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Super funds reject ‘look through’ on unlisted investment reporting

Mike Taylor16 April 2024
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Superannuation funds have urged against a “look through” approach to their unlisted investments.

The funds have urged the Australian Prudential Regulation Authority (APRA) to adopt a methodology around their overall exposure as opposed to “looking through” investment.

The superannuation funds have urged the overall exposure approach as the regulator consults on the second phase of its data transformation project which will have the effect of imposing new reporting requirements on superannuation funds.

The Association of Superannuation Funds of Australia has used a response to the APRA consultation to not only urge against the “look through” approach but to also urge for internally managed unlisted investments to be treated differently to those which are externally managed.

“Unlisted investments usually are valued at the level of the RSE’s overall investment exposure, as opposed to through the various investment vehicles/instruments.” The ASFA response said.

“Exposure to a particular asset could be through a variety of different investment vehicles/instruments (by way of example ordinary equity, preference shares, and shareholder loans notes). The RSE’s exposure to that asset is subject to valuation, and the entire exposure then allocated to the investment options,” it said.

“Given this, with respect to unlisted investments in SRS 553.0, ASFA members have recommended that

  • for internally managed unlisted investments – the overall investment exposure is considered to be the unit of account
  • for externally managed unlisted investments – the unit of account should be at the RSE/investment vehicle level. By way of example, if the holding is through several PE funds/investment vehicles, each fund/investment vehicle would be reported separately.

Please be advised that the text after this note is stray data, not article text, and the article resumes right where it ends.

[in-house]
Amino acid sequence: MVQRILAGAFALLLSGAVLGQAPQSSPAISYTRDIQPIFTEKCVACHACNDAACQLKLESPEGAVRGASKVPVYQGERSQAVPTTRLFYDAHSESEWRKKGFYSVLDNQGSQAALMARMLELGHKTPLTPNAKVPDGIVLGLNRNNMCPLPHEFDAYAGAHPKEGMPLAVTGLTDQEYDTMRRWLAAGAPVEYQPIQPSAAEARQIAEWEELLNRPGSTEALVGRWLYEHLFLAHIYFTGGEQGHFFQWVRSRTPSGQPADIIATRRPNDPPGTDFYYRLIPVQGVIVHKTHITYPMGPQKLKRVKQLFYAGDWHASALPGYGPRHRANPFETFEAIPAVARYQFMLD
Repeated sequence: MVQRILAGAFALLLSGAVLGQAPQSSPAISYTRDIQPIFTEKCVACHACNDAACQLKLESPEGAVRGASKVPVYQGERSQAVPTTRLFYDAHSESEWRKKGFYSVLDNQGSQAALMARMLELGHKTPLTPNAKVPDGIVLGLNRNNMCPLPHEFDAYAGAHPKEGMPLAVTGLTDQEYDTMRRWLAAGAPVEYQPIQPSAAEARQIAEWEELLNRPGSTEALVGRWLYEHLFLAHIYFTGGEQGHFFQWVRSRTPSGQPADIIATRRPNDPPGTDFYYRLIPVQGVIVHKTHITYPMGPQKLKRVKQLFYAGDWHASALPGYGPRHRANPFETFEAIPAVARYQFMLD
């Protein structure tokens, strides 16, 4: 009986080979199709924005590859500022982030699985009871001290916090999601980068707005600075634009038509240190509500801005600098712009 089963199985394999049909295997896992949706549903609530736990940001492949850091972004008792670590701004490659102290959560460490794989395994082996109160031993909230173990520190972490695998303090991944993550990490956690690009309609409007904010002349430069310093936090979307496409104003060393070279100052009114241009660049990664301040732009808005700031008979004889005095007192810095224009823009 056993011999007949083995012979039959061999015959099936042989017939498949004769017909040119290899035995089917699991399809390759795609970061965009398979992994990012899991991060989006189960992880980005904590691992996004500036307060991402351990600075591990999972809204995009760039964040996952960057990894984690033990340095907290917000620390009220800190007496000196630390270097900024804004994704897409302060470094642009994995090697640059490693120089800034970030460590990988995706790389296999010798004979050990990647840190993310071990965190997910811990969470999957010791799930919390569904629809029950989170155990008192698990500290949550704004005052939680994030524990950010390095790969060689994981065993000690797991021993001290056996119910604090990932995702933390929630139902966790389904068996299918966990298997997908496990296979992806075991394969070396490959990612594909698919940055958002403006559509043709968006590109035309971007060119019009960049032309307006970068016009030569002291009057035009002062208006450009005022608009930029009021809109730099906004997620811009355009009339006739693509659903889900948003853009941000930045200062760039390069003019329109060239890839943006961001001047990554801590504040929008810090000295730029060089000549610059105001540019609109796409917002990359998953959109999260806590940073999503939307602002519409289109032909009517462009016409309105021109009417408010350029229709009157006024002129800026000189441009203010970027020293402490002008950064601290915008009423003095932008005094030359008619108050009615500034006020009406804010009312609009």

Elsewhere in response to APRA, ASFA also warned that its member funds had “significant concerns” that APRA may disclose commercially sensitive information around cost information associated with individual service provides.

“Disclosing such commercially sensitive information could undermine the negotiating position of superannuation funds and may lead to reduced competition in the market and result in less advantageous arrangements with higher fees/costs,” the ASFA response said.

Mike Taylor

Mike Taylor

Managing Editor/Publisher, Financial Newswire

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Unlisted Asset Values Ponzi
21 days ago

Industry Super begging and no doubt bribing APRA to keep the Unlisted made up valuations secret and hidden.
Regulatory Capture Corrupted APRA will do as Industry Super says and keep the Unlisted Asset Ponzi schemes hidden.

Bob Duruncle
21 days ago

100%

Smells off
21 days ago

Reits need to disclose their unlisted assets how’re super funds any different?

Frank
21 days ago

In my opinion, those who are being asked to reveal their figures to regulators should not have any say in how these figures are calculated and/or are presented.

…. “Disclosing such commercially sensitive information could undermine the negotiating position of superannuation funds and may lead to reduced competition in the market and result in less advantageous arrangements with higher fees/costs,”

I note the inclusion of the words ‘could’ and ‘may’ in this sentence.

XTA
21 days ago

Be good to know which companies are doing these valuations and their connections to industry super as well as how they were picked to value the assets.

Disgusted
21 days ago

Why and when do the regulated dictate terms to the regulator? This is a genuine and uniquely Australian joke! Of course Industry funds should disclose appropriately. If the regulated set terms, not only is the regulator useless and pointless, but we would start with more unfair requirements i.e. funding of CSOLR, ASIC Levy, QoAR Balls Up, Ongoing Red Tape overkill, SoAs which aren’t fit for purpose, PI cover which is costly mandatory and pointless. Only in Australia would this be accepted. Nigeria is less conflicted and transparent.

Last edited 21 days ago by Disgusted